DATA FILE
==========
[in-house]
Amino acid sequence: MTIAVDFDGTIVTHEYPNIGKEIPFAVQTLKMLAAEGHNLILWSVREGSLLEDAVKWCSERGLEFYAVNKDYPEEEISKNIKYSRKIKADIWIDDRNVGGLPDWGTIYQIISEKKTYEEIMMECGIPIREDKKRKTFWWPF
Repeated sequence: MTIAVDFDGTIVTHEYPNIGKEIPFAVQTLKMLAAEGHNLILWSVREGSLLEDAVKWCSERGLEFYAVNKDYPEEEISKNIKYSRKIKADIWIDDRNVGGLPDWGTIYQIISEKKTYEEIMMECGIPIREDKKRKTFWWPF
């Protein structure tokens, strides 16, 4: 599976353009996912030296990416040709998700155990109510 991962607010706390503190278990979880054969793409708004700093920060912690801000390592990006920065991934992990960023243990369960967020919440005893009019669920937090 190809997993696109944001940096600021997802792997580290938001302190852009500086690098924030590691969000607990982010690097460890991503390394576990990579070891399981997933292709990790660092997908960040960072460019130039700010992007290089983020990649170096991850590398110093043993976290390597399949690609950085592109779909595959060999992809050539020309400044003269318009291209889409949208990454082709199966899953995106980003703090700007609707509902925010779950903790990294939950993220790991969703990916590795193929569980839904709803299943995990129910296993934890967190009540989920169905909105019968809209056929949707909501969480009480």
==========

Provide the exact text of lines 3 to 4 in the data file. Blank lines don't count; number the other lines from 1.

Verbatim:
Repeated sequence: MTIAVDFDGTIVTHEYPNIGKEIPFAVQTLKMLAAEGHNLILWSVREGSLLEDAVKWCSERGLEFYAVNKDYPEEEISKNIKYSRKIKADIWIDDRNVGGLPDWGTIYQIISEKKTYEEIMMECGIPIREDKKRKTFWWPF
């Protein structure tokens, strides 16, 4: 599976353009996912030296990416040709998700155990109510 991962607010706390503190278990979880054969793409708004700093920060912690801000390592990006920065991934992990960023243990369960967020919440005893009019669920937090 190809997993696109944001940096600021997802792997580290938001302190852009500086690098924030590691969000607990982010690097460890991503390394576990990579070891399981997933292709990790660092997908960040960072460019130039700010992007290089983020990649170096991850590398110093043993976290390597399949690609950085592109779909595959060999992809050539020309400044003269318009291209889409949208990454082709199966899953995106980003703090700007609707509902925010779950903790990294939950993220790991969703990916590795193929569980839904709803299943995990129910296993934890967190009540989920169905909105019968809209056929949707909501969480009480």